Ladies and gents, and any folks who do not identify with those labels, it is a simple fact that Mr Kirk Windstein (no relation to any #metoo misspelling fiddlers and diddlers) is rightfully afforded a near legendary status in the stoner/doom/sludge community. His superlative recent work under the Crowbar name ‘The Serpent Only Lies’ cannot be denied. However, in 2020 his talents are being drawn in many different directions: sludge/stoner/doom supergroup Down have announced that Kirk is back in the fold, with the inevitable massive headlining tour and maybe release; and Mr Windstein has announced his dedication to the Crowbar marque, with a new album and hopefully implied tour to come; and yet this compact metal hulk has managed to slot so many other commitments into a schedule that it somehow allows him to release ‘Dream In Motion’ under his own name.
So many self released “solo” albums are too often sad ego productions, where a member of a band feels the “artistic” need to express their inner self. That is not the case of Mr Windstein’s self defined release. I do appreciate as a massive Crowbar fan that this could have seemed as such, indeed, during track one, the titular ‘Dream In Motion’, I did wonder what the hell set this release apart from the many albums released under the collaborative name? I mean, the sound was loaded with near trademarked blistering deep, growled vocals, and riffs that hit you in the lungs from down below; surely, this is another Crowbar album? However, come track 2, ‘Hollow Dying Man’, the aforementioned Mr Windstein ably demonstrated that he had a previously unexplored lyrical layer to display; after a slow, creeping intro, Kirk abandoned his normal “whisky mixed with hot coals” growl to assay lighter, almost plaintive scales, the just above funereal riffs supported by unexpectedly mournful keys. Crawling through the dour dirge that is ‘Once Again’, Kirk exercises the upper register of his voice, a key unexplored in the bludgeoning sound of Crowbar, delivering a near meandering exploration of darkness and toil.
‘Enemy In Disguise’ follows, and few compromises are offered as the dark country pluckings of the guitar offer up the dark belly of American to the listener; if you’ve heard the original Metallica “Black Album” rushes the sound will not be unfamiliar, albeit this track does not sound like it was delivered via the medium of a secure house made up of money and legion of blandness dedicated lawyers! After this track the album continues to explore the normally unchecked levels of Kirk’s voice in ‘The World You Know’, ‘Toxic’ and ‘The Healing’, each being bludgeoning slices of sludge, but now tempered with lighter hints of stoner-doom.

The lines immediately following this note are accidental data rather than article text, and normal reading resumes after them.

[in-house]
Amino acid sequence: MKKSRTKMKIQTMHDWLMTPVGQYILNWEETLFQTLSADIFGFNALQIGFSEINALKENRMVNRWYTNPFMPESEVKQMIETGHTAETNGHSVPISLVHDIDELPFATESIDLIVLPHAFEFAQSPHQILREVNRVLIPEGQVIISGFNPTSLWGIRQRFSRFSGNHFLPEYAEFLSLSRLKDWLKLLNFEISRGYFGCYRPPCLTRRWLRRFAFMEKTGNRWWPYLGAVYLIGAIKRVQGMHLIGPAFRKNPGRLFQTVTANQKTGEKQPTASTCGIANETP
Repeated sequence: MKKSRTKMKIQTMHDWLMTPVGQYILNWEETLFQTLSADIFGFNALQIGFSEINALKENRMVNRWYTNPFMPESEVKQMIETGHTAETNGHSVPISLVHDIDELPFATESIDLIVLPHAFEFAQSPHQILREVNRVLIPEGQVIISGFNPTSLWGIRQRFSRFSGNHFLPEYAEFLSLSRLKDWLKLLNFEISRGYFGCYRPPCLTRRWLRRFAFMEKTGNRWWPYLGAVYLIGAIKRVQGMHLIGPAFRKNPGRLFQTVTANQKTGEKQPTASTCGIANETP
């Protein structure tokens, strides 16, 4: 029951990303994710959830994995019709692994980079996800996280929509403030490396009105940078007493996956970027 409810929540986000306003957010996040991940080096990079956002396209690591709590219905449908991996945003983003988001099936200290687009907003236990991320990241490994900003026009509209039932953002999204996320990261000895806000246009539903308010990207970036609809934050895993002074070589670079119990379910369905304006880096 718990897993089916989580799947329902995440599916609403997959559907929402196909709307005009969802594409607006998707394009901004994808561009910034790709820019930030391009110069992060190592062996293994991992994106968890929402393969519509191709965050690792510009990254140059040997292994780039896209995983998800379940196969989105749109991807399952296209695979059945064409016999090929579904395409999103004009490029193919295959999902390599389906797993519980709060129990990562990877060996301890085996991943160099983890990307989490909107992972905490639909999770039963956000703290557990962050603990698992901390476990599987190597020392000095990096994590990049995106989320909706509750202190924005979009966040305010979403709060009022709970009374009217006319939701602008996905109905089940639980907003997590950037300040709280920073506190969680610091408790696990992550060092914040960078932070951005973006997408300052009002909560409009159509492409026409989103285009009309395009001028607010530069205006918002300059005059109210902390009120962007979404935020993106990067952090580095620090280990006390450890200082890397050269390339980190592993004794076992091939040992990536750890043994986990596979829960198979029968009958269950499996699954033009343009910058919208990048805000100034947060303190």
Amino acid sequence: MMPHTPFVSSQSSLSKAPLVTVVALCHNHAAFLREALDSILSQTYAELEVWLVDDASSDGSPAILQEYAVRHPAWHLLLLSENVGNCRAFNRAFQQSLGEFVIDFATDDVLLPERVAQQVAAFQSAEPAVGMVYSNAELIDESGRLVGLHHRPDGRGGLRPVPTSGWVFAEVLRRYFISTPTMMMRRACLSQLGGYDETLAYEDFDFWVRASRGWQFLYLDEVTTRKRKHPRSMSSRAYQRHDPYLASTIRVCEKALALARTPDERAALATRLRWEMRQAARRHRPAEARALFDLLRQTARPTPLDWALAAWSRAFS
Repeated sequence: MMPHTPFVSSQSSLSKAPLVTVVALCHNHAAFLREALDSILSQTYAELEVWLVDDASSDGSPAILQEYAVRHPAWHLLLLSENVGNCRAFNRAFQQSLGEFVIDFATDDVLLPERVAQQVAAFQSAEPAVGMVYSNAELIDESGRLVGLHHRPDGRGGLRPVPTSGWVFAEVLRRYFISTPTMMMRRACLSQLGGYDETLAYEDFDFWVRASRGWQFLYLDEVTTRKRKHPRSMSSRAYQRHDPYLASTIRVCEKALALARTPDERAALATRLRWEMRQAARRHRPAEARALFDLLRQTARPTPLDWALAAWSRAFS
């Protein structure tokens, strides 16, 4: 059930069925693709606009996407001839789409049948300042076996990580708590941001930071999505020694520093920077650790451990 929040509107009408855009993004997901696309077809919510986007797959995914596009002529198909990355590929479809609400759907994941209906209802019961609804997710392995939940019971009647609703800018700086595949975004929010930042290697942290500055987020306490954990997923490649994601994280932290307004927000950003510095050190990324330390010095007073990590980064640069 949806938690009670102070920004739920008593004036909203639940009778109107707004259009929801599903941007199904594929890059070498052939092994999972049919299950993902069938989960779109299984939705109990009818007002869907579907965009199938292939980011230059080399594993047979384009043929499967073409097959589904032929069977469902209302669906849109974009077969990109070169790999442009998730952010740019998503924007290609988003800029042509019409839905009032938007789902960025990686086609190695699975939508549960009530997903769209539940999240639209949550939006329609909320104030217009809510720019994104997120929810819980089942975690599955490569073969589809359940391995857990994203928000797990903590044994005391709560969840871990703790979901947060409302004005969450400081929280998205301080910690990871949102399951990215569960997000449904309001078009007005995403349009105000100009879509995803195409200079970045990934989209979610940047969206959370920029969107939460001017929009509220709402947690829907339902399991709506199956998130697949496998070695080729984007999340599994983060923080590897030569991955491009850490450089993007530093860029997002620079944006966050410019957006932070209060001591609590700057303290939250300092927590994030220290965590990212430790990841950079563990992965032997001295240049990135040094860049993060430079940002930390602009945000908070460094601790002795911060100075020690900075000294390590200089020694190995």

Again, Mr Windstein explores the gentle, melancholic, almost melodic upper range of his normally guttural growl for ‘Necropolis’, a track that surely belongs in the Manilla Road back catalogue, and the plaintive ‘The Ugly Truth’, before exploring in the bonus track the sweeping tones of ‘Aqualung’. As somebody who has regularly attended Crowbar shows and being “eye to calf” with his assorted Kiss and Thin Lizzy ink I really did not expect this Prog standard to be tacked on to the end of the album. What I can, however, say, is that as a Jethro Tull fan who has been going to their shows since the 80’s, this is the best rendition of the song I have ever heard, even including those with Mr Anderson on flute and vocals on their recent 50th anniversary tour.
I know that every time I type a review for this esteemed site I seem to be drifting further and further away from the modern idiom, but in the case of ‘Dream In Motion’, a modern album that pays a respectful nod to its musical ancestry, I do not, and indeed, cannot care; this is a simple case of respectful nods to what has come before, and that quality will overcome modern tastes or not.